Contributed by National Diet Library
The Old Man Who Made the Dead Trees Blossom
Presented here is a compact watojihon (book bound in a traditional Japanese bookbinding style) containing pictures and text that are woodblock-printed on textureless paper called hiragami (flat paper). Kobunsha, the publishing company managed by Takejirō Hasegawa, started to translate and publish Nihon Mukashibanashi (Japanese fairy tale series) in 1885. Hanasaki Jiji (The old man who made the dead trees blossom) is a story from the series. It tells of a nice old married couple who kept a pet dog. One day when they dug at a place indicated by the ...
Contributed by National Diet Library
Aesop's Fables
This is the second Augsburg edition of the Fables of Aesop, translated from Latin into German by Heinrich Steinhöwel. It is illustrated with 208 woodcuts, cut in the Augsburg style, which is characterized by thick contour lines outlining the figures, a reliance on white space rather than highly detailed embellishment to decorate the image, and little background or landscape to create perspective. The publishing history of the Fables is extensive. Over 150 separate editions of the work were printed between 1465 and 1501. Little is known of Aesop’s life ...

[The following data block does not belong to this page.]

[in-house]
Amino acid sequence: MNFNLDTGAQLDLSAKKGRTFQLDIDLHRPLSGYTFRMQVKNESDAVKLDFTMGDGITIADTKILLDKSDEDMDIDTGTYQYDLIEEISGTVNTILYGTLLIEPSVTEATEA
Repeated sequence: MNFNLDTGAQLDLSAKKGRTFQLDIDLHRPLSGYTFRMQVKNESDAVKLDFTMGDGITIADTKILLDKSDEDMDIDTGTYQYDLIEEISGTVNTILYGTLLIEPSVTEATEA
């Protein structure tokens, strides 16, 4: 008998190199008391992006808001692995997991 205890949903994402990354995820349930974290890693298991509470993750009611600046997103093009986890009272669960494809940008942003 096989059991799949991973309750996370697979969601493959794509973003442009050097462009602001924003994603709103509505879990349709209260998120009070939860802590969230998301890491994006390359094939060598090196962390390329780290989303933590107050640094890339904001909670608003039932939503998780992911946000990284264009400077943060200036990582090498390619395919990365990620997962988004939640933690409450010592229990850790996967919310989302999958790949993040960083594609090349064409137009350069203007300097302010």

Contributed by Library of Congress
Nine-Headed Phoenix
This Qing-dynasty (1644-1911) print shows the nine-headed phoenix, a being from Chinese mythology with a bird's body and nine heads with human faces. It is one of several hybrid creatures mentioned in the Classic of Mountains and Seas (Shanhai jing), where it is said to dwell in the Great Wilds to the North at the mountain called Celestial-Coffer-at-the-Northern-Extremity. This entry is in what may be the most recent section of this work, which may have been composed at any time between the third or fourth century B.C. and ...